While there have been disputes over the debt ceiling in the past, they have been largely partisan affairs that did not come close to forcing the government to actually delay payment. But the recent rise of Tea Party Republicans means that the Republicans, especially in the House of Representatives, are controlled by right wingers who are more than willing to shut down the government and even force the government not to pay its bills in order to achieve their goal of ending Obama’s health care reform known as Obamacare.

What drives the Tea Party

Many Republican members of congress were denying the possibility of a partial shutdown of the federal government right up to the point that the government shut down. Their behavior is similar to their stance on climate change - just deny that it is happening so one doesn’t have to do anything.

Digging a little deeper, one sees that the government agencies that were most affected by the shutdown, such as the Department of Education, Housing and Urban Development (HUD), the Environmental Protection Agency (EPA) and the Department of Labor, are the programs most hated by the right wing.

There is also an extreme free-market logic among Tea Party Republicans that the government is bad for business and the economy and that a shutdown of the government will be good for business.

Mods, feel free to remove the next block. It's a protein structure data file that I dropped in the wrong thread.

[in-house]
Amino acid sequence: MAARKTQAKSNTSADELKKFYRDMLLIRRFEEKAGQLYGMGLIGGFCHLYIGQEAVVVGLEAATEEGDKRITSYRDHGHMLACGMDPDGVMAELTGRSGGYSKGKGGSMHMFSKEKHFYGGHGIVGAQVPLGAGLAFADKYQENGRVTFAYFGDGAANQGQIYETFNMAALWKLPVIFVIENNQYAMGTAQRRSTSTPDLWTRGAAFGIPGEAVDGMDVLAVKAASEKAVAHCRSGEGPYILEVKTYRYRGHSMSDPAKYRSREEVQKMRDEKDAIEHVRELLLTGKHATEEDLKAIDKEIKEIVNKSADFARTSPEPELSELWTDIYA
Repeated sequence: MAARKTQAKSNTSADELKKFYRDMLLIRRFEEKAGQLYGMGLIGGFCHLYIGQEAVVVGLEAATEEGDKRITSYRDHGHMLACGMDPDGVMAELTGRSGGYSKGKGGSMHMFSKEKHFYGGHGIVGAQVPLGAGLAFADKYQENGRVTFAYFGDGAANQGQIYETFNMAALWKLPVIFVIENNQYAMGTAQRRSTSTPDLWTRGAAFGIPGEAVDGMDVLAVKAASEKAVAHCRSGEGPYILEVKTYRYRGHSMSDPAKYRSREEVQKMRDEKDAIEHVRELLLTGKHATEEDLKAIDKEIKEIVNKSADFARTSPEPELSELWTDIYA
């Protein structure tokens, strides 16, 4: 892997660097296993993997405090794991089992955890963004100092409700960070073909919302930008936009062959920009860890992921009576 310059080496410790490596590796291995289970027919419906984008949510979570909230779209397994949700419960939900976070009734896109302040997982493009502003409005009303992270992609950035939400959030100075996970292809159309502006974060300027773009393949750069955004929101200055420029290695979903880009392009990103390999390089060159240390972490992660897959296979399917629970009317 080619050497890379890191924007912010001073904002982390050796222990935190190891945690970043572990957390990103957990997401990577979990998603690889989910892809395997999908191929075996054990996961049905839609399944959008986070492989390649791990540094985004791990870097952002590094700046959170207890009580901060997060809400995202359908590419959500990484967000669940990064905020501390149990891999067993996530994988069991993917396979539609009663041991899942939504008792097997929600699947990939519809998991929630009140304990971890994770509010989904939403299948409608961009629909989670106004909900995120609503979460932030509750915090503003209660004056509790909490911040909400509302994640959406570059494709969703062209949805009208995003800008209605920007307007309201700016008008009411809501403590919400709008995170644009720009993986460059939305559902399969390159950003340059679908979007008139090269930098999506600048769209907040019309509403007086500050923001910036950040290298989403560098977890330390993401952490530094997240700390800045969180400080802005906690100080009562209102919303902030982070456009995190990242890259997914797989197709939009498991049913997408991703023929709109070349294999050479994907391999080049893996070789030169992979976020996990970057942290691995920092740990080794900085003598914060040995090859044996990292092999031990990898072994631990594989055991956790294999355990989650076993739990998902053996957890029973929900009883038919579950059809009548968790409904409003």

What is likely to happen

The world isn’t going to end on Oct. 17 if the debt ceiling is not raised. But the economic effects are already being felt, as the uncertainty of repayment of bonds after that date is causing the prices of bonds coming due soon to fall, which leads to higher interest rates. The interest rate on the shortest term U.S. bonds (called bills), which come due in 30 days, has now tripled and is higher than the interest rates on 60-day bills, which come due later.

While Democrats and the Obama administration are warning of the danger of default, which is what happens when the federal government does not repay its bonds or interest payment, it is hard to see how the government won’t give Wall Street what it wants. But there is chance that some bank or financial institution will find itself in a squeeze if the federal government doesn’t pay on time, triggering another financial crisis.